From Fancy Claims to Hard Reality
In the lead up to the 4th annual OPEX and Business Transformation Europe summit, the official event blog will become home to some of the industry’s most informed and influential voices. In this blog post, Business Transformation and Operational Excellence Executive Dr. Morphis Tsalikidis explores the patterns that often emerge during OPEX deployments and offers advice for ensuring that reality meets business expectations.
Organisations often claim to deploy Operational Excellence (OPEX) programs to offer superior customer service at a competitive cost base; while at the same time establishing a culture of learning and continuous improvement. In this context, cost efficiency is not the only deliverable of the program and sometimes not even its most critical one.
As evidence of the above, OPEX Leaders usually highlight the massive training program initiated. All company employees and managers are expected to at least attend an Awareness class, with some of them also requested to complete a lower belt course (i.e. Yellow Belt or Green Belt). The rationale is that everyone should be able to speak the same language (and understand the same jargon), thus being part of the new culture created.
Program Sponsors claim that the OPEX program will be staffed with high calibre individuals, an indication of the program’s importance to the business and the support received. Quite often there is the explicit or implicit message that the program will catapult individuals to higher ranks within the organisation and become one of the paths (or the main path) towards future leadership positions.
The importance of OPEX professionals (i.e. Black Belts) as change agents is often highlighted in the training material developed – they are recognised as one of the key catalysts towards the cultural transformation envisioned. Moreover, OPEX professionals are expected to coach and train on-the-job the Process Owners, Supervisors and project team members. The aim is to help develop their problem-solving capabilities and be able to apply them (autonomously) in their day-to day activities.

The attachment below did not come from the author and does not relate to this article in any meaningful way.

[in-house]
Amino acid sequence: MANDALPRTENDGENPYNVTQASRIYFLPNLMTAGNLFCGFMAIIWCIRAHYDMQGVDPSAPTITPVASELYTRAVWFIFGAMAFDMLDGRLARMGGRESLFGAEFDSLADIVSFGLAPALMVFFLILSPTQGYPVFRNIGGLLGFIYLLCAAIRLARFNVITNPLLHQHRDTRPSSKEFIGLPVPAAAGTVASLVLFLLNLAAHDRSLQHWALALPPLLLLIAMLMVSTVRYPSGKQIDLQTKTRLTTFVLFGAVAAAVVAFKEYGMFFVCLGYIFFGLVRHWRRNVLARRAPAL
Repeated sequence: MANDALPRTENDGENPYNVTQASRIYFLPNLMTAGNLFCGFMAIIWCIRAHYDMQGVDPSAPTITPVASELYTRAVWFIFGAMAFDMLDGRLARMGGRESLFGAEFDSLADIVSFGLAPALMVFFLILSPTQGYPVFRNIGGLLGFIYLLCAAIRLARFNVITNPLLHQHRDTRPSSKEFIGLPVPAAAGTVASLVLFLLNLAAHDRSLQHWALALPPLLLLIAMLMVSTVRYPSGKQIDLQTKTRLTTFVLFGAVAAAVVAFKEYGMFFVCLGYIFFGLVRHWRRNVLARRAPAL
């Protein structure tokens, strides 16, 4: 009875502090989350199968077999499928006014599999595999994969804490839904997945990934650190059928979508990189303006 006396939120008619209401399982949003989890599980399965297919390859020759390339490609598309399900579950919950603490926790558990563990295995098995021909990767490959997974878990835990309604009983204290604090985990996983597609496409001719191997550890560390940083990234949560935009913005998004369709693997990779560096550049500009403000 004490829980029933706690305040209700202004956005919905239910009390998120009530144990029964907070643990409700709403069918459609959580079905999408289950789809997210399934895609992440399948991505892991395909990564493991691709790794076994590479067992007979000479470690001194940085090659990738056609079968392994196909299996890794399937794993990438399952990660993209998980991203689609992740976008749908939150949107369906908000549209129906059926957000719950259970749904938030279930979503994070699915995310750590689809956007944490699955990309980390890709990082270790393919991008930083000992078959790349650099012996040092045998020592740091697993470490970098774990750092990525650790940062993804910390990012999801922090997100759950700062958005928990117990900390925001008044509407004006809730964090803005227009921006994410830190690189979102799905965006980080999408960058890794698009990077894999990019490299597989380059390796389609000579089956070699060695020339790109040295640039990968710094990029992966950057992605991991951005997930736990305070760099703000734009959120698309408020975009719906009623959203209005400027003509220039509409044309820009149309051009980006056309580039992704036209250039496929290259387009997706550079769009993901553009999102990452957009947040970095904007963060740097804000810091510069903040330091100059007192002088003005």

Over the last 15 years, I had the opportunity to meet and exchange with many OPEX professionals either as part of my work, PhD research, or during networking events. Rather quickly, a pattern started to emerge regarding OPEX deployments that fit the above claim description:
- Black Belts’ objectives were purely linked to the number of projects closed and the savings achieved. OPEX Leaders would have similar objectives for the entire program; plus targets related to the number of (business) people trained and OPEX professionals certified.
- Although in most cases OPEX professionals were recognised as change agents, they would receive no specific training on how to influence key stakeholders, motivate teams, or engage with people impacted by the changes. A rather common practice was to simply include some PowerPoint slides regarding change management in the training provided.
- At least 70% of the projects initiated would focus purely on cost efficiency, through headcount reduction. None of the projects would explicitly recognise the development of problem solving capabilities (of project participants) as one of its deliverables.
- Projects were expected to be completed as fast as possible, while minimising the time dedication of the business resources to the various project activities. It was the responsibility of the Black Belt to find the solution to the problem, without disturbing too much the day-to-day activities of the business teams.
- Most of the employees and managers that attended Awareness or Yellow/Green Belt training did not participate in any process improvement project or activity.
- After the honeymoon period was over, the selection of OPEX professionals was predominantly driven by: a) the desire of the individual to join the program, and b) the desire of the functional manager to replace the above mentioned individual (most often a performance related desire).
Be crystal clear on the main objectives for deploying Operational Excellence and design an approach that fits the purpose. If it is critical to achieve rapid cost reduction, then do not sugar coat the message. It will only create confusion, when the mismatch between words and actions becomes apparent. On the other hand, developing internal capabilities and establishing a culture of continuous improvement does not mean that challenging business objectives should not be met. However, it does require a structured approach to learning and development. Some key elements to consider:
- Distinguish between organisational issues that require quick resolution and the attention of an experienced team versus those that (albeit important) can serve as a learning experience for OPEX and business professionals.
- Recognise that learning and building capabilities takes time and practice. People should have the opportunity to learn – apply – reflect – reapply in a continuous learning loop.
- Identify the managers and employees to receive OPEX training (Who, When, and What), as a result of continuous improvement projects and activities to be initiated in the short term.
- Create a safe environment for learning and development. Making a mistake or failing to address an issue first time through is part of the learning journey. People should not be wary, looking over their shoulder every time something happens.
- Problem solving, managing change, and acting as a coach require a diverse set of skillsets. The recruitment and development of Operational Excellence professionals should reflect this challenge and aim to develop both the analytical and people side of skills.
Over the years, I have come across a few robust efforts to develop internal capabilities and plant the seeds for a culture of continuous improvement. But this is the subject of another blog 😊.